Tag Archives: criticism
The following are statements made by prominent leftist “anti-racist” author and lecturer, Tim Wise. He regularly appears on CNN, MSNBC, and PBS, along with speaking at college campuses around the country weekly. I am currently finishing a debate with Mr. Wise, where these quotes from him provide some context. Simply put, if you’re a fan of Tim Wise then you aren’t anti-hate:
“Because the conservative right and all of it’s members are, at some level or another, racists, without a single exception…I dare anyone to prove me wrong…find me one such person who doesn’t believe that blacks, for instance, are either inherently or culturally defective relative to whites (both racist beliefs)…” [Screenshot]
The words desperate, pathetic, and vapid don’t fully describe Lawrence O’Donnell’s recent interview. O’Donnell tried to use murdered civil rights victims, Vietnam vets, homosexuality… and the performer of the Monday Night Football opening theme song, in an attempt to publicly humiliate Cain. Herman Cain must really get under the skin of leftists. The media double standard is obvious, but the drive and enthusiasm O’Donnell displayed trying to humiliate Cain, is not only contemptible, it’s kind of just sad.
Michelle Alexander is a law professor and former lawyer who has written the very popular book “The New Jim Crow: Mass Incarceration in the Age of Colorblindness.” Alexander believes that due to the targeted mass incarceration of people of color, we are now living in a “New Jim Crow.” Alexander explains that because so many young black men have been through the prison system, they are legally being discriminated against in employment, housing, education, public benefits, and jury service, just as their parents, grandparents, and great-grandparents once were under slavery and Jim Crow laws. Alexander describes the black community as being in a “caste” system, helpless to further their status as long as this “New Jim Crow” system is in place. Her solution is to build a “major social movement” to dismantle the “caste” system. Alexander however, is wrong in this strangely worded, hyperbolic, and confused book.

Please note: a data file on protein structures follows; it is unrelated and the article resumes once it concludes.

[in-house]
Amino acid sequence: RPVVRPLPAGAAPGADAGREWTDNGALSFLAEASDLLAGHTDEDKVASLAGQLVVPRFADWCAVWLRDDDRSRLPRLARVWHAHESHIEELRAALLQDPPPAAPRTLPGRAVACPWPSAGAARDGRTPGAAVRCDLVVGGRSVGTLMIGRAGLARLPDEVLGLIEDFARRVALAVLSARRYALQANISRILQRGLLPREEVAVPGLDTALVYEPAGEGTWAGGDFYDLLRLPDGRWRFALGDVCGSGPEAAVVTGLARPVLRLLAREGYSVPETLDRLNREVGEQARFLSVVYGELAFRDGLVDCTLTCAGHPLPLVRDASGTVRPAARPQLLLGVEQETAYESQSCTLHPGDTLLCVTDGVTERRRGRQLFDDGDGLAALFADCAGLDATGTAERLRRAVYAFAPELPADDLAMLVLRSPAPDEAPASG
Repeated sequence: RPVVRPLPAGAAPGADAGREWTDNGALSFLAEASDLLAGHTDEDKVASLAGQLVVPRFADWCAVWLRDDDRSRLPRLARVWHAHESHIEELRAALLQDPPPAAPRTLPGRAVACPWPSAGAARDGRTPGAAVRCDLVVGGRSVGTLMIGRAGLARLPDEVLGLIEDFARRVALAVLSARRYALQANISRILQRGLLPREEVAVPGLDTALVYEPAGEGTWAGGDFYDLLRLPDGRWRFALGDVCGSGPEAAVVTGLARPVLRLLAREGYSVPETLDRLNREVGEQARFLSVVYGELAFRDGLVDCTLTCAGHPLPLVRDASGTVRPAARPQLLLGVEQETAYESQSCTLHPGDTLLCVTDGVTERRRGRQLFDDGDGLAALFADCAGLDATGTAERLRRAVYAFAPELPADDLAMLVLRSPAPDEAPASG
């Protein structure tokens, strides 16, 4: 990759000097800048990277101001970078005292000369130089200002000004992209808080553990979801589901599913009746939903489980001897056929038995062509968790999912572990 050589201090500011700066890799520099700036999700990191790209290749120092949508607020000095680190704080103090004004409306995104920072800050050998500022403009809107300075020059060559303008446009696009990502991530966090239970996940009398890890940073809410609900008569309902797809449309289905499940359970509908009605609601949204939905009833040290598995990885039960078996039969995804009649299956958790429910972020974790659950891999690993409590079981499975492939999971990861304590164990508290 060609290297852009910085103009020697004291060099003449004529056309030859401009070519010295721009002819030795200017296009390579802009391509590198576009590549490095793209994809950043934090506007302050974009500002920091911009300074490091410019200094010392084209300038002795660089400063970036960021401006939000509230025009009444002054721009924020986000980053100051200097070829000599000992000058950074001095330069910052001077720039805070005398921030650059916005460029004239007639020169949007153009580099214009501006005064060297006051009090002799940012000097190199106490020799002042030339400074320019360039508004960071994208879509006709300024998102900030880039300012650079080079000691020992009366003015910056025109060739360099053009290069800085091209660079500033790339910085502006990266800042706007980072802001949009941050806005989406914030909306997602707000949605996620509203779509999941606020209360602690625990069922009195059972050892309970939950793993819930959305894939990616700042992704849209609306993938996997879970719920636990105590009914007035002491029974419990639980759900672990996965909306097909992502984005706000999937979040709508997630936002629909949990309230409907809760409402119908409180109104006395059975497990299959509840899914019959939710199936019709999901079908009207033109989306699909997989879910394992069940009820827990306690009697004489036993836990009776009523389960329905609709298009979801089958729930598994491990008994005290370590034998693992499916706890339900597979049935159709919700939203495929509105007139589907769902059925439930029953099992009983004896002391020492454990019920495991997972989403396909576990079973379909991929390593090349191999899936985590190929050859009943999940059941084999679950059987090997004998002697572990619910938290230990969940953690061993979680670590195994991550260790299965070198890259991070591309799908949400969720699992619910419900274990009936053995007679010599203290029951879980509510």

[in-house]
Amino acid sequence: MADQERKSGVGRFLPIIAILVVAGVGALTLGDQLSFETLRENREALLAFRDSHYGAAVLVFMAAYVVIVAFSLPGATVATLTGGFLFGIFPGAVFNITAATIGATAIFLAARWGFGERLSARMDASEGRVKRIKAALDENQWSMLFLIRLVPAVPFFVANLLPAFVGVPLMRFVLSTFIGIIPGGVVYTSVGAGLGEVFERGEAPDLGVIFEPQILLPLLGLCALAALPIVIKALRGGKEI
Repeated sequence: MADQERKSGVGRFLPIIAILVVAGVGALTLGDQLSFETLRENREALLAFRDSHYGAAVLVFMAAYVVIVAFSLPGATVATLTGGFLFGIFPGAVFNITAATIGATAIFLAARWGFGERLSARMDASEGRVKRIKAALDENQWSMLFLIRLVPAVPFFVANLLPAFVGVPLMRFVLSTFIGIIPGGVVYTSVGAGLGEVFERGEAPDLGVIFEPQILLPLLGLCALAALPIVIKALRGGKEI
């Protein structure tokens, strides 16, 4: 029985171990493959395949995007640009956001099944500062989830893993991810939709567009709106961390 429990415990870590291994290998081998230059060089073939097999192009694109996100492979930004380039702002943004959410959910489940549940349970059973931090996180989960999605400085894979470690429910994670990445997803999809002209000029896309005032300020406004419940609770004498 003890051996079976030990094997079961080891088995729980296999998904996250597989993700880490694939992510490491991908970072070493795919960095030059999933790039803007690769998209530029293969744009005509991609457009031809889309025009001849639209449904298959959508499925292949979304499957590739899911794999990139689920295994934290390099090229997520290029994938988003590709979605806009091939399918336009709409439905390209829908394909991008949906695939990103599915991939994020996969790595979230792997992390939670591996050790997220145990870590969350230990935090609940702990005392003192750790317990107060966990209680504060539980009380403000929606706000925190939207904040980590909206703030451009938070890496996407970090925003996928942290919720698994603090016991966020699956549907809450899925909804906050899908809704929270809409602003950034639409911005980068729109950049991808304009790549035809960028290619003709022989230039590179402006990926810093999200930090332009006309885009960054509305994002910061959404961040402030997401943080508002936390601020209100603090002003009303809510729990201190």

On March 30th colorlines.com posted an article titled “Michelle Alexander: More Black Men in Prison Than Were Enslaved in 1850.” The article represents a very common belief by racialists about the American justice system: essentially that it is severely racist. The article states: “It’s a heartbreaking, but often understated, reality that America’s criminal justice system imprisons black folks at astonishingly high rates.” It certainly hasn’t been understated in this article, with direct comparisons to Jim Crow laws, and a vague comparison to slavery. It is heartbreaking, but what is the implication? What exactly are we meant to be heartbroken about? That so many blacks commit crimes? That we have unfair laws? Or is it that only racial discrimination could be the cause? While this is probably the most important question, it is typically just treated as a given that racism must be the primary cause. With the type of language that is used throughout the article, and by racialists in general, it is as if the police are imprisoning completely innocent men.
The first problem with racialists is that their conclusions are factually untrue. Most people don’t make their decisions based on race unconsciously or otherwise. Most opposition to President Obama isn’t due to racism as they claim, nor was Hurricane Katrina large scale “ethnic cleansing”, as Tim Wise has written. Disparities among racial groups in education, housing, wealth, employment, health, and the justice system largely can’t be explained by discrimination and racism (all of this will be argued for in great detail).
When someone is in the unfortunate position of being in a sociology class, or a diversity training seminar, or reading people like Michael Eric Dyson or Tim Wise, one will most likely be exposed to a self proclaimed “anti-racist” crusader. When someone devotes his or her life and career to uncovering racism, a noble intention, then unfortunately his or her perception of society is likely to center around race. When bad things happen to “people of color,” it is inevitable that someone who professionally looks for racism will find what he or she is looking for.